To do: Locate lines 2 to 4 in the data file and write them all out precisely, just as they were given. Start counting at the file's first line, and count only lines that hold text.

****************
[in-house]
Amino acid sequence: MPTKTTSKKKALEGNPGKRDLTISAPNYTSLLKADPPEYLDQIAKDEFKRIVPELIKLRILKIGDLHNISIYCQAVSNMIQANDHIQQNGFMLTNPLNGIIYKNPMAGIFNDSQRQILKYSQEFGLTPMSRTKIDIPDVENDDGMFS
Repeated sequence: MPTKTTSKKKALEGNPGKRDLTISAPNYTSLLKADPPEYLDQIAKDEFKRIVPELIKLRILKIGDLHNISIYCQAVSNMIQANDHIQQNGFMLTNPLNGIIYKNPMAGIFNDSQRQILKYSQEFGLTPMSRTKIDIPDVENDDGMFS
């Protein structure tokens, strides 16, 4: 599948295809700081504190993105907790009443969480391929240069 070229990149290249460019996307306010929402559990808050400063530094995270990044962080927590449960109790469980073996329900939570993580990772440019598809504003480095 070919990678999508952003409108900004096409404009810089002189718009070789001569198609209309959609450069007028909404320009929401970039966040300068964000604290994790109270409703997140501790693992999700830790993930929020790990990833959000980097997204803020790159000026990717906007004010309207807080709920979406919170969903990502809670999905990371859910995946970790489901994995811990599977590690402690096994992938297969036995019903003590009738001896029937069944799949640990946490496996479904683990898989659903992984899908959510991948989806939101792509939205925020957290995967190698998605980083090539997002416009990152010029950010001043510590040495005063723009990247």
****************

Amino acid sequence: MPTKTTSKKKALEGNPGKRDLTISAPNYTSLLKADPPEYLDQIAKDEFKRIVPELIKLRILKIGDLHNISIYCQAVSNMIQANDHIQQNGFMLTNPLNGIIYKNPMAGIFNDSQRQILKYSQEFGLTPMSRTKIDIPDVENDDGMFS
Repeated sequence: MPTKTTSKKKALEGNPGKRDLTISAPNYTSLLKADPPEYLDQIAKDEFKRIVPELIKLRILKIGDLHNISIYCQAVSNMIQANDHIQQNGFMLTNPLNGIIYKNPMAGIFNDSQRQILKYSQEFGLTPMSRTKIDIPDVENDDGMFS
């Protein structure tokens, strides 16, 4: 599948295809700081504190993105907790009443969480391929240069 070229990149290249460019996307306010929402559990808050400063530094995270990044962080927590449960109790469980073996329900939570993580990772440019598809504003480095 070919990678999508952003409108900004096409404009810089002189718009070789001569198609209309959609450069007028909404320009929401970039966040300068964000604290994790109270409703997140501790693992999700830790993930929020790990990833959000980097997204803020790159000026990717906007004010309207807080709920979406919170969903990502809670999905990371859910995946970790489901994995811990599977590690402690096994992938297969036995019903003590009738001896029937069944799949640990946490496996479904683990898989659903992984899908959510991948989806939101792509939205925020957290995967190698998605980083090539997002416009990152010029950010001043510590040495005063723009990247």